Bipartisanship needed for gun legislation

No one in their right mind would point to the U.S. Congress as a model of bipartisanship, from which our state senators could learn a thing or two. But, that could be the case when it comes to legislation targeted at limiting gun violence.

While a bipartisan group of senators in Washington D.C. are closing in on a deal to expand background checks for all firearms sales, Republican state senators on chairman Sen. Mike Padden’s (R-Spokane Valley) Law and Justice Committee spent the day Friday killing every gun-control measure within its sights.

So much for any bipartisanship on that issue. While Republicans and Democrats are working together in other states, our Senate decided to shoot down such legislation.

When Sen. Tim Sheldon of Mason County joined with Republicans to form the coalition – which has allowed conservatives to chair most of the important Senate committees – he indicated his commitment was to the people of the state, not any one party.

Perhaps Senate Republicans believe the people of this state have lost interest in tightening up firearms laws now that about 70 days have passed since 20 children and six adults were murdered in a Connecticut elementary school. Maybe they are right.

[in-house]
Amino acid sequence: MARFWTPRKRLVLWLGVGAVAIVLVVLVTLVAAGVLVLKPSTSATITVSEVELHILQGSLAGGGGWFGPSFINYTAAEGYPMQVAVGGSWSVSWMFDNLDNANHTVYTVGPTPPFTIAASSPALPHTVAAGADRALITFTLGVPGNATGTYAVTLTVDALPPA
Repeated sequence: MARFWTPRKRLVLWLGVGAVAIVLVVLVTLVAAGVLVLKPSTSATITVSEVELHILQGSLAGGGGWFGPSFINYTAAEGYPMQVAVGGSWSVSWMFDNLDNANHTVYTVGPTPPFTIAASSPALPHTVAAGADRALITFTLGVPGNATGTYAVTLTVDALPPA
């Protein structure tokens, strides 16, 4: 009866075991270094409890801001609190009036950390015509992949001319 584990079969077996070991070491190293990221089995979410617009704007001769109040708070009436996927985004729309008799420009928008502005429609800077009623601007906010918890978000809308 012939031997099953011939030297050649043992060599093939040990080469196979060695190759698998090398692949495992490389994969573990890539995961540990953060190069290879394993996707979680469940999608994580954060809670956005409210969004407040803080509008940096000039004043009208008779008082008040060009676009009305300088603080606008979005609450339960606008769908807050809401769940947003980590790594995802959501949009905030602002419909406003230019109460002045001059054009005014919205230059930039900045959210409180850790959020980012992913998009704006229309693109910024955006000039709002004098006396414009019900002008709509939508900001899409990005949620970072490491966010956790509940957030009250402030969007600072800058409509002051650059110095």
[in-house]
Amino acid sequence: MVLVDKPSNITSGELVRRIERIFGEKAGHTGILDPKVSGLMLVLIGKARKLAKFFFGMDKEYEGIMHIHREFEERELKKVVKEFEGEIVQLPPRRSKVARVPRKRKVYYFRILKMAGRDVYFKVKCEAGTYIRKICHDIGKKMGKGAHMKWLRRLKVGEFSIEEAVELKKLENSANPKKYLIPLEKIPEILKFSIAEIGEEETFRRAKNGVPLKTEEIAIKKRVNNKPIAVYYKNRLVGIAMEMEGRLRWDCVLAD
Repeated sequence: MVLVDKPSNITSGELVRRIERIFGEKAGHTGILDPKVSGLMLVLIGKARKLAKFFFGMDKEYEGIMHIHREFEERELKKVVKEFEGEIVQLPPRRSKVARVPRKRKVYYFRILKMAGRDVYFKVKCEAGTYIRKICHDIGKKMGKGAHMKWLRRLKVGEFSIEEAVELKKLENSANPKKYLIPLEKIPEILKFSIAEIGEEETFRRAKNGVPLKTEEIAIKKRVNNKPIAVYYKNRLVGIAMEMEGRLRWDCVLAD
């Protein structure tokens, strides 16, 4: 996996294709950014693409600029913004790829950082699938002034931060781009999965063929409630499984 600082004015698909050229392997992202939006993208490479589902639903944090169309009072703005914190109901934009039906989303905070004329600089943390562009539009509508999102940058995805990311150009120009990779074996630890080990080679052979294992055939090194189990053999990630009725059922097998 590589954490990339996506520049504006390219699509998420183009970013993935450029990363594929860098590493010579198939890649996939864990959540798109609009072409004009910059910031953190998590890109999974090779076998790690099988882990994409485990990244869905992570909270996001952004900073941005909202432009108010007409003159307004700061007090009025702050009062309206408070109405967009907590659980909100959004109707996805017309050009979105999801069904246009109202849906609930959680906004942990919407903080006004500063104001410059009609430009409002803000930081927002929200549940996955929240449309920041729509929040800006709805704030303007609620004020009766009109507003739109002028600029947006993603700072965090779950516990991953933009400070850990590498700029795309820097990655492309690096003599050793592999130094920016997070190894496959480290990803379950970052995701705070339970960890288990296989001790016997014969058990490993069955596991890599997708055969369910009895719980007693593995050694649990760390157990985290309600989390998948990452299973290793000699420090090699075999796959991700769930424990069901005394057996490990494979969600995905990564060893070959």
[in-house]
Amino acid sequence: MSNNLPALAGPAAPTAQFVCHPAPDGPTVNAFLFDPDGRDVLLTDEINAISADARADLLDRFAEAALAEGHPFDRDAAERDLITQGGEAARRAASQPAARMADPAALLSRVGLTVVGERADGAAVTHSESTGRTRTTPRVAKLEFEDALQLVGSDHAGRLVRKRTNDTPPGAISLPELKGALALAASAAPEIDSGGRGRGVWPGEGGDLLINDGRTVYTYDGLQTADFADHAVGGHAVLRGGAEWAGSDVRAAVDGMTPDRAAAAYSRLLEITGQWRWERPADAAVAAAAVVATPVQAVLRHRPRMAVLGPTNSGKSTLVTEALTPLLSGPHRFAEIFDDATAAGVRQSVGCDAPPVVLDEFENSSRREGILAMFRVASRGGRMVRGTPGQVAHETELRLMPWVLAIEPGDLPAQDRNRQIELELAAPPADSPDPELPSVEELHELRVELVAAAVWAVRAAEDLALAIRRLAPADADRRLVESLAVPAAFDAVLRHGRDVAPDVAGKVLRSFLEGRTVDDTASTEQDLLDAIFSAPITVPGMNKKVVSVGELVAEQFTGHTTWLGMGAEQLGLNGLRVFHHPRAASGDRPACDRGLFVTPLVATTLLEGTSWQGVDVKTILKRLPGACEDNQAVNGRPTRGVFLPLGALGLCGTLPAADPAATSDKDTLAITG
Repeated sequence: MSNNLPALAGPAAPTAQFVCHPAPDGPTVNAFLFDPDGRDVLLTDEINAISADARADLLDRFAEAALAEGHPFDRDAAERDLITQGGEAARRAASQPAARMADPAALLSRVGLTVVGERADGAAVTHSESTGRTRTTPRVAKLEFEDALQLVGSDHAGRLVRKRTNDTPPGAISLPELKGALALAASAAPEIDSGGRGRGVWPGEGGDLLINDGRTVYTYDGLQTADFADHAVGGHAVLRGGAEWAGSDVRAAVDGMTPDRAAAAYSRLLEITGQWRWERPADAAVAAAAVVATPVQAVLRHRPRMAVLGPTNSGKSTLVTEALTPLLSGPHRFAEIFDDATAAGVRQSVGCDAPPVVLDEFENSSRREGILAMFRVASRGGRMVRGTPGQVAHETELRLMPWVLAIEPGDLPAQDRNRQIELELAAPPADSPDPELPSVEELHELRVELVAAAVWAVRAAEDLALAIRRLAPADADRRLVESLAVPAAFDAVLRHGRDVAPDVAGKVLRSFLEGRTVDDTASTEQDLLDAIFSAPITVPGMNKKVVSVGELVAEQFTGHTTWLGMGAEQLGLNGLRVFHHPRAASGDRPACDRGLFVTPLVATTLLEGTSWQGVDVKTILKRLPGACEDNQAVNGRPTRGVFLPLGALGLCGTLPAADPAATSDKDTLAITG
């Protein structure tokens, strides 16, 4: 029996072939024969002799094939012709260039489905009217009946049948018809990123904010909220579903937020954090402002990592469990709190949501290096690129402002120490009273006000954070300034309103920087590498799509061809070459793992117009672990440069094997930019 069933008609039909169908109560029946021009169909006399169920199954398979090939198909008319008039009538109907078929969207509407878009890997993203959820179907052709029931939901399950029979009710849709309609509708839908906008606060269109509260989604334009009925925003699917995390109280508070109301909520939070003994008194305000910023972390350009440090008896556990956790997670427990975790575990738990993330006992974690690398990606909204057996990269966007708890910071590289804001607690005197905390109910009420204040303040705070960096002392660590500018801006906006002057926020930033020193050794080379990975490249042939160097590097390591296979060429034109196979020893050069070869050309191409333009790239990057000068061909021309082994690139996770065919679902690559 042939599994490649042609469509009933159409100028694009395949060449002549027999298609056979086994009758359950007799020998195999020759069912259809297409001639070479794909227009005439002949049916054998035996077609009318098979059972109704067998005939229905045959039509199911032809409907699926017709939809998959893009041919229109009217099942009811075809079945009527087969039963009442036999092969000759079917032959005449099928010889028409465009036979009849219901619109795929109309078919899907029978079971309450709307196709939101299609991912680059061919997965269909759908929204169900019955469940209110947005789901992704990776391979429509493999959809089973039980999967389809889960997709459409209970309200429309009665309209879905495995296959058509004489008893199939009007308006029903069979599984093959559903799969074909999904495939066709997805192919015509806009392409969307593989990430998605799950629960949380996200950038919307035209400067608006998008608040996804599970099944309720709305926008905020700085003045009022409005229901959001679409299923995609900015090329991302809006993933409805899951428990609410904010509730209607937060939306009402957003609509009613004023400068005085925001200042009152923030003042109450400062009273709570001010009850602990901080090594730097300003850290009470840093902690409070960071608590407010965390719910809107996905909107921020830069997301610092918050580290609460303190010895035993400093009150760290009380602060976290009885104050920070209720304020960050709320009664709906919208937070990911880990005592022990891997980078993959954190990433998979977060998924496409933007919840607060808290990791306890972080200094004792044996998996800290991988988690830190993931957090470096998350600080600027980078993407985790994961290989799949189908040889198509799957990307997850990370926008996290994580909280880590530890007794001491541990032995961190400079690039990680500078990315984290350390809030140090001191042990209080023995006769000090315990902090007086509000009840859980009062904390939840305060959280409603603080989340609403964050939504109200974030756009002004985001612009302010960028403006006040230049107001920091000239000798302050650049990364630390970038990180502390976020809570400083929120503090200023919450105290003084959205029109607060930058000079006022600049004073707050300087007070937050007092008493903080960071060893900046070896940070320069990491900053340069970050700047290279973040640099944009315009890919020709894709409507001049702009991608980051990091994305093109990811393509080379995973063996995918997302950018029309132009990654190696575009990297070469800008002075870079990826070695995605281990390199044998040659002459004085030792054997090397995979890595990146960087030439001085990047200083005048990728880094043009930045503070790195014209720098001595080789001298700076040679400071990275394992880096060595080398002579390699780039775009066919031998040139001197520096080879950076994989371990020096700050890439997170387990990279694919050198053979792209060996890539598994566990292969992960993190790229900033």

Olympian columnist John Dodge reported Sunday that only 40 people showed up for a public meeting in Lacey about gun violence. In the days or weeks after the Newtown school shootings, citizens might have packed the house at such a meeting. As Dodge lamented, “feels like too much apathy and not enough commitment to seize the moment on behalf of change in memory of the young lives snuffed out so horrifically.”

Or, perhaps senate Republicans are waiting to see what gun-control legislation passes the House. That would provide some political shelter for Republican senators who might support stricter gun laws.

By acting on House gun-violence bills, senators can vote in favor of them just once in committee and as little as once on the floor. They can also revise or water down anything the House sends over.

Given the actions of Padden and his cohorts on Friday, House bills that would, for example, expand background checks for private firearms sales are probably dead on arrival in the Senate Law and Justice Committee.

But if some Senate Republicans believe that such a law could prevent a re-enactment of the Sandy Hook Elementary School tragedy, and split from the Majority Coalition Caucus, a House bill could still get a vote on the Senate floor.

The really controversial legislation doesn’t usually get action until late in the session, so there’s still time for bipartisanship on gun violence to show its face in the state Senate. Let’s hope so.